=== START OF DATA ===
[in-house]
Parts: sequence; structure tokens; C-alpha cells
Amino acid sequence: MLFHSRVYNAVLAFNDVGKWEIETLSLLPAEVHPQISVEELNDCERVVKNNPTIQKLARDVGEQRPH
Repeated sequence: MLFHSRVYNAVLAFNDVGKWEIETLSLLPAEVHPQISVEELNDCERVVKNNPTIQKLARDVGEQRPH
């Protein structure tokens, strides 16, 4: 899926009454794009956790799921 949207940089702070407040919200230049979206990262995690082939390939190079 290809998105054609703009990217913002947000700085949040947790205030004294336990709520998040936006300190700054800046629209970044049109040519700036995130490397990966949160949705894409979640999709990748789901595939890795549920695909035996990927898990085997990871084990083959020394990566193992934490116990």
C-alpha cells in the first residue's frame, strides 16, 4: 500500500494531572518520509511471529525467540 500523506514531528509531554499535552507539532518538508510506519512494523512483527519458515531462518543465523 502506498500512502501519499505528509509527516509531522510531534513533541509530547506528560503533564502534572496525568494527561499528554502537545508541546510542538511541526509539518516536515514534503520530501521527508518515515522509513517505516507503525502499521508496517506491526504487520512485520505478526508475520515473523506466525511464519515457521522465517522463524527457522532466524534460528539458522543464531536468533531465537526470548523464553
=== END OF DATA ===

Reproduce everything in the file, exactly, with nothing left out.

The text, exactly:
[in-house]
Parts: sequence; structure tokens; C-alpha cells
Amino acid sequence: MLFHSRVYNAVLAFNDVGKWEIETLSLLPAEVHPQISVEELNDCERVVKNNPTIQKLARDVGEQRPH
Repeated sequence: MLFHSRVYNAVLAFNDVGKWEIETLSLLPAEVHPQISVEELNDCERVVKNNPTIQKLARDVGEQRPH
């Protein structure tokens, strides 16, 4: 899926009454794009956790799921 949207940089702070407040919200230049979206990262995690082939390939190079 290809998105054609703009990217913002947000700085949040947790205030004294336990709520998040936006300190700054800046629209970044049109040519700036995130490397990966949160949705894409979640999709990748789901595939890795549920695909035996990927898990085997990871084990083959020394990566193992934490116990």
C-alpha cells in the first residue's frame, strides 16, 4: 500500500494531572518520509511471529525467540 500523506514531528509531554499535552507539532518538508510506519512494523512483527519458515531462518543465523 502506498500512502501519499505528509509527516509531522510531534513533541509530547506528560503533564502534572496525568494527561499528554502537545508541546510542538511541526509539518516536515514534503520530501521527508518515515522509513517505516507503525502499521508496517506491526504487520512485520505478526508475520515473523506466525511464519515457521522465517522463524527457522532466524534460528539458522543464531536468533531465537526470548523464553